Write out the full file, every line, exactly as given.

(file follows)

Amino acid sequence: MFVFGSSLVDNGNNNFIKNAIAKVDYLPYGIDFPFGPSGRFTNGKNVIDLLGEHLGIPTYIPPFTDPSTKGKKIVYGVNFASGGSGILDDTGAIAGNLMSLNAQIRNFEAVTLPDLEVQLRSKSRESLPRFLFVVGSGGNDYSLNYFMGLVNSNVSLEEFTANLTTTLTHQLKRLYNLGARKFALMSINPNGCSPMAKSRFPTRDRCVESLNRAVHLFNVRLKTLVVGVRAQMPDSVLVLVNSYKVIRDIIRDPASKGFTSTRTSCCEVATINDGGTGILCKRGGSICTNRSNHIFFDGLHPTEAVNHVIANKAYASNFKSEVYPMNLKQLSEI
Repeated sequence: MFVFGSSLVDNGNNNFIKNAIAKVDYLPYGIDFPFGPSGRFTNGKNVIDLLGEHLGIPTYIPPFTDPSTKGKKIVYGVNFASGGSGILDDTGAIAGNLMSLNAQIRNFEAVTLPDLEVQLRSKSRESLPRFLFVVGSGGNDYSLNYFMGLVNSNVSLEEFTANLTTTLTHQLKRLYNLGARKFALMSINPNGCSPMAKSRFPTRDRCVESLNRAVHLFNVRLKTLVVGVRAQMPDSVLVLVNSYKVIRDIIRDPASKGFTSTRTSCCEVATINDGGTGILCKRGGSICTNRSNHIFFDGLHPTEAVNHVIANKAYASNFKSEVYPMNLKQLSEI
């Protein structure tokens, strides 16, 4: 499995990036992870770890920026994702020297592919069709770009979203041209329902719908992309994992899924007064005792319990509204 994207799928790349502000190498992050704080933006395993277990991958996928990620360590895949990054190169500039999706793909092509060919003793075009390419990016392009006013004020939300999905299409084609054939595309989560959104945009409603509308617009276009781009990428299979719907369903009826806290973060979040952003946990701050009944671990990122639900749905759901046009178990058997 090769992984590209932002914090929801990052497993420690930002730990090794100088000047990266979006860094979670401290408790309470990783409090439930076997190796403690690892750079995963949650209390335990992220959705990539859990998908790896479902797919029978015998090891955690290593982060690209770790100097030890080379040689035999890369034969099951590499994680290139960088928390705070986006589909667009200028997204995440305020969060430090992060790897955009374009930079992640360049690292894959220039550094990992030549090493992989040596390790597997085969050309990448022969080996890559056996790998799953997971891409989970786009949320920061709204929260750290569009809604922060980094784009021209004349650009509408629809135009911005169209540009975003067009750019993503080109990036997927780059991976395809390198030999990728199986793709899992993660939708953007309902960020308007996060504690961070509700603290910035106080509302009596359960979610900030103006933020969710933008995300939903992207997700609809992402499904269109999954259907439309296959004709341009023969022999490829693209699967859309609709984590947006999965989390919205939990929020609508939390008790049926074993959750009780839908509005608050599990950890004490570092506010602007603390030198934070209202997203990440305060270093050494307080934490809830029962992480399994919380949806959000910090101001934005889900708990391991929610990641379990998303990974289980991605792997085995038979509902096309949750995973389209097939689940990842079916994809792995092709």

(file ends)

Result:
Amino acid sequence: MFVFGSSLVDNGNNNFIKNAIAKVDYLPYGIDFPFGPSGRFTNGKNVIDLLGEHLGIPTYIPPFTDPSTKGKKIVYGVNFASGGSGILDDTGAIAGNLMSLNAQIRNFEAVTLPDLEVQLRSKSRESLPRFLFVVGSGGNDYSLNYFMGLVNSNVSLEEFTANLTTTLTHQLKRLYNLGARKFALMSINPNGCSPMAKSRFPTRDRCVESLNRAVHLFNVRLKTLVVGVRAQMPDSVLVLVNSYKVIRDIIRDPASKGFTSTRTSCCEVATINDGGTGILCKRGGSICTNRSNHIFFDGLHPTEAVNHVIANKAYASNFKSEVYPMNLKQLSEI
Repeated sequence: MFVFGSSLVDNGNNNFIKNAIAKVDYLPYGIDFPFGPSGRFTNGKNVIDLLGEHLGIPTYIPPFTDPSTKGKKIVYGVNFASGGSGILDDTGAIAGNLMSLNAQIRNFEAVTLPDLEVQLRSKSRESLPRFLFVVGSGGNDYSLNYFMGLVNSNVSLEEFTANLTTTLTHQLKRLYNLGARKFALMSINPNGCSPMAKSRFPTRDRCVESLNRAVHLFNVRLKTLVVGVRAQMPDSVLVLVNSYKVIRDIIRDPASKGFTSTRTSCCEVATINDGGTGILCKRGGSICTNRSNHIFFDGLHPTEAVNHVIANKAYASNFKSEVYPMNLKQLSEI
């Protein structure tokens, strides 16, 4: 499995990036992870770890920026994702020297592919069709770009979203041209329902719908992309994992899924007064005792319990509204 994207799928790349502000190498992050704080933006395993277990991958996928990620360590895949990054190169500039999706793909092509060919003793075009390419990016392009006013004020939300999905299409084609054939595309989560959104945009409603509308617009276009781009990428299979719907369903009826806290973060979040952003946990701050009944671990990122639900749905759901046009178990058997 090769992984590209932002914090929801990052497993420690930002730990090794100088000047990266979006860094979670401290408790309470990783409090439930076997190796403690690892750079995963949650209390335990992220959705990539859990998908790896479902797919029978015998090891955690290593982060690209770790100097030890080379040689035999890369034969099951590499994680290139960088928390705070986006589909667009200028997204995440305020969060430090992060790897955009374009930079992640360049690292894959220039550094990992030549090493992989040596390790597997085969050309990448022969080996890559056996790998799953997971891409989970786009949320920061709204929260750290569009809604922060980094784009021209004349650009509408629809135009911005169209540009975003067009750019993503080109990036997927780059991976395809390198030999990728199986793709899992993660939708953007309902960020308007996060504690961070509700603290910035106080509302009596359960979610900030103006933020969710933008995300939903992207997700609809992402499904269109999954259907439309296959004709341009023969022999490829693209699967859309609709984590947006999965989390919205939990929020609508939390008790049926074993959750009780839908509005608050599990950890004490570092506010602007603390030198934070209202997203990440305060270093050494307080934490809830029962992480399994919380949806959000910090101001934005889900708990391991929610990641379990998303990974289980991605792997085995038979509902096309949750995973389209097939689940990842079916994809792995092709």